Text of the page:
[*** Warning...Newspaper comic strips of certain earlier decades, specifically the 1910's, 1920's, 1930's, and 1940's, often depicted racial stereotypes in a manner completely unacceptable today. As they were common across all media of the time, pretending they didn't exist, or censoring them, would be an injustice to accurate history. Please keep this context in mind. ***] 

[*** Additional note... The Sunday pages of the early 1940's through the early 1950's primarily featured the character and family of Denny Dimwit, a pin-head shaped dunce whose fractured syntax and coarse misadventures were very popular (even spawning toy dolls). From today's perspective, the character stereotypes of an uneducated, poverty-stricken family comes across somewhat less amusing and a bit awkward than as humorously originally perceived in mid 20th century popular culture. ***]

A Winnie Winkle themed illustrated envelope for a 1944 letter from Martin Branner to his son Bernard during the war.....


The 1920's


April 2, 1922 (debut Sunday page)

April 1, 1923 (original art)

April 26, 1924

March 1, 1925 (original art)

October 3, 1926

October 16, 1927 

February 26, 1928 (original art)

April 28, 1929

The 1930's:

August 10, 1930

April 5, 1931

March 13, 1932

January 1, 1933 (original art)

October 29, 1933

March 11, 1934 

June 23, 1935 (with "Fashion Cut-out")

September 20, 1936 

April 4, 1937

March 27, 1938

July 23, 1939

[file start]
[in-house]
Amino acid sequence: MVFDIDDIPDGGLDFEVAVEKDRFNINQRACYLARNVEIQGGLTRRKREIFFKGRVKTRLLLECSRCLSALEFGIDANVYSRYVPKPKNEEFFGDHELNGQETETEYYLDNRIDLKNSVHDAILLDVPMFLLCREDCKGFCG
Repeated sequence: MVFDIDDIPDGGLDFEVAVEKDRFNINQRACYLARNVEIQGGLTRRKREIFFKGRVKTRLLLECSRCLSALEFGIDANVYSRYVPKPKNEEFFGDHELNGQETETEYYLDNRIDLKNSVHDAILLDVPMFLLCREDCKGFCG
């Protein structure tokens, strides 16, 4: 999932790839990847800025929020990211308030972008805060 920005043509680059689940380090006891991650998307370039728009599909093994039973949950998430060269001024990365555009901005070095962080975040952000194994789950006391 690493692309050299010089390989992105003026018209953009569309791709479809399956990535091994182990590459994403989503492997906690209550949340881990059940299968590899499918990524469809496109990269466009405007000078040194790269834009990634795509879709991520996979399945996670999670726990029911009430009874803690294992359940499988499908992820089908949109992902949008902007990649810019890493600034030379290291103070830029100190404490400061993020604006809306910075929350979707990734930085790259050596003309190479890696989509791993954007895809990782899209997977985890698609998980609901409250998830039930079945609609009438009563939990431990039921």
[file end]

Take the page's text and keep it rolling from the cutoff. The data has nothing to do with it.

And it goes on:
The 1940's:

January 21, 1940

December 7, 1941

October 18, 1942

March 28, 1943

February 27, 1944

December 23, 1945

November 10, 1946

December 28, 1947

April 4, 1948

October 30, 1949

 The 1950's:

December 3, 1950

February 18, 1951

June 15, 1952

April 5, 1953

June 20, 1954 (last Denny Dimwit Sunday)

November 20, 1955

May 13, 1956

February 17, 1957

March 30, 1958

May 31, 1959

The 1960's:

October 2, 1960

December 17, 1961

October 7, 1962

November 3, 1963

March 22, 1964

January 24, 1965

December 25, 1966

November 12, 1967

September 29, 1968

November 2, 1969

The 1970's:

March 15, 1970

December 26, 1971

July 30, 1972

July 1, 1973

July 28, 1974

November 2, 1975

March 7, 1976

November 13, 1977

December 17, 1978

November 18, 1979

August 31, 1980

December 12, 1981

December 19, 1982

April 17, 1983

August 5, 1984

September 1, 1985

March 9, 1986

August 30, 1987

September 25, 1988

July 23, 1989

November 11, 1990

June 16, 1991

September 6, 1992

November 14, 1993

December 18, 1994 

July 9, 1995

July 28, 1996 (final Sunday page)


  1. All scans are from the author's personal collection of the New York Sunday News Comics except for 10 scans, including the debut Sunday, which came from the collection of my friend John Wells, whose help was much appreciated. Thanks also to John for guest writing the strip's history at the top of this page. 
  2. Original art scans courtesy of Heritage Auctions.
  3. Photo of Martin Branner and scan of illustrated envelope from my friend  Shaun Clancy, both used with his permission.